A TikTok time bomb
Daryl Guppy


Editor's note: Daryl Guppy is an international financial technical analysis expert. He has provided weekly Shanghai Index analysis for Chinese mainland media for more than a decade. Guppy appears regularly on CNBC Asia and is known as "The Chart Man." He is a national board member of the Australia China Business Council. The article reflects the author's opinion, and not necessarily the views of CGTN.

You must sell your company to a competitor or we will close you down. Oh, and we will take a cut of the value of this enforced sale.

This has the hallmarks of a small corrupt government operating in some poorly developed country. Instead this is coercive action by the president of the United States using an executive order that bypasses the need for Congressional approval.

President Trump said TikTok will "close down" in the U.S. on September 15 unless a deal can be negotiated between TikTok, an appropriate company and the U.S. government.

But there is more danger in this, and it reflects a concerning moral vacuum.

Trump said: "I did say that if you buy it, whatever the price is that goes to whoever owns it, because I guess it's China essentially, I said a very substantial portion of that price is going to have to come into the Treasury of the United States because we're making it possible for this deal to happen."

This is more commonly described as a kickback and throws into serious question the moral and legal leadership of the United States. The world has become accustomed to President Trump's sabotaging of the global rules-based order with his destruction of the WTO, his unilateral rejection of UN-agreed arms treaties and arms control agreements, among other things.

But this takes things to a new level and poses a threat, not just to China, but to any company that dares challenge the U.S. competitors. This is nothing less than state-sponsored property theft built on charges that are trumped up (no pun intended). TikTok, like Huawei, poses a major competitive threat to business that American companies have missed out on.

A closed Microsoft store at Oxford Circus in London, Britain, May 8, 2020. /Xinhua

A closed Microsoft store at Oxford Circus in London, Britain, May 8, 2020. /Xinhua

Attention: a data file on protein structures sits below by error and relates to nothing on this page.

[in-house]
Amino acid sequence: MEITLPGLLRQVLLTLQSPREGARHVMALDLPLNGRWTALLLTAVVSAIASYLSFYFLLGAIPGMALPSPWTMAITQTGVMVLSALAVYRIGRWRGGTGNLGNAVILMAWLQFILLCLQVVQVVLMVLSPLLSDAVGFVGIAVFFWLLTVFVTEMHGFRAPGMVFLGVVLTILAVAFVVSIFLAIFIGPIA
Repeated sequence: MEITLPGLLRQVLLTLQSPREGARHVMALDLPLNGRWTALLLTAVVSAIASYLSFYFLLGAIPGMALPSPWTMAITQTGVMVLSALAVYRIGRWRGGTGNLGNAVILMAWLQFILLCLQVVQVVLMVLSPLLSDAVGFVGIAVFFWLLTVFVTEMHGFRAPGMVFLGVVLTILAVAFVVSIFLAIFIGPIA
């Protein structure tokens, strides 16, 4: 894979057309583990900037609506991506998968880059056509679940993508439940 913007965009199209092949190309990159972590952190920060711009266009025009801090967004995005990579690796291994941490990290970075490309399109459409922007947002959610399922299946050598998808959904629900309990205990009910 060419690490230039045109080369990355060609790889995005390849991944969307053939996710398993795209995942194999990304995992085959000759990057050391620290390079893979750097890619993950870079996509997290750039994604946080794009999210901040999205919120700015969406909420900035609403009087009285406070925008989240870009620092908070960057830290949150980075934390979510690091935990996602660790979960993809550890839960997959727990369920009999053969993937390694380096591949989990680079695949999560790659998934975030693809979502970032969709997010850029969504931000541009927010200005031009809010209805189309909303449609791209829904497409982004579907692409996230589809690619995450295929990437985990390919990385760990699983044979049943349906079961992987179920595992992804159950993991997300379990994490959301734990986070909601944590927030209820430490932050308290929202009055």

The solution to Huawei competition with its superior 5G implementation was to create an unsubstantiated specter of China security risk and then pressure Western countries into rejecting Huawei equipment. This pressure was backed by a variety of bullying tactics with threats of U.S. sanctions on countries that do not comply with U.S. policy.

The solution to TikTok competition is to deploy the same type of security scare based on lots of assertions but no real evidence. But this time the solution goes further, and like stagecoach bandits in the American Wild West, hijacks the TikTok business with a forced sale.

Microsoft may not have been party to this business hijack, but it will become a beneficiary of these presidentially-initiated standover tactics. In this case the kickback goes to the U.S. Treasury, but it does not change the nature of this executive action.

This is very different to China's exclusion of Google and others from China. These U.S. companies refused to comply with Chinese law. TikTok has not been banned; it has been coerced into selling to an American buyer to avoid being banned. Its business can continue, but only under U.S. ownership.

There is a very important difference between being banned for not complying with the law and being banned for not surrendering your business to an American company.

The reaction of other Western powers has been muted, and some, including not surprisingly Australia, have suggested they may follow the U.S. lead. Whilst all are quick to condemn China with allegations of state-sponsored IP theft, these countries are strangely silent on this egregious example of highway robbery.

True global and domestic leadership is shown in the way leaders react to the challenges within the standards of global rules-based order rather than in the use of state power to destroy foreign companies for commercial gain. Western leadership has been unconscionably silent and complicit in this heist.

It takes unusual courage for business organizations to stand up to this onslaught of state-sponsored destruction of business and unfortunately this courage has not been evident. The appeasement by silence offers no protection and fails to support the fabric of international competition.

It's not a matter of policy disagreement or opposition to President Trump. Instead, it's an attack upon the very foundations of economic activity and business competition, an example of the very worst things that Trump is so fond of accusing China of doing.

TikTok, TikTok. The clock is ticking on the sustainability of your business. This is not just China's problem; it is a problem for every business operating in America because the same tactics can be deployed to shut you down. TikTok, TikTok, never send to know for whom the clock ticks; it ticks for thee.

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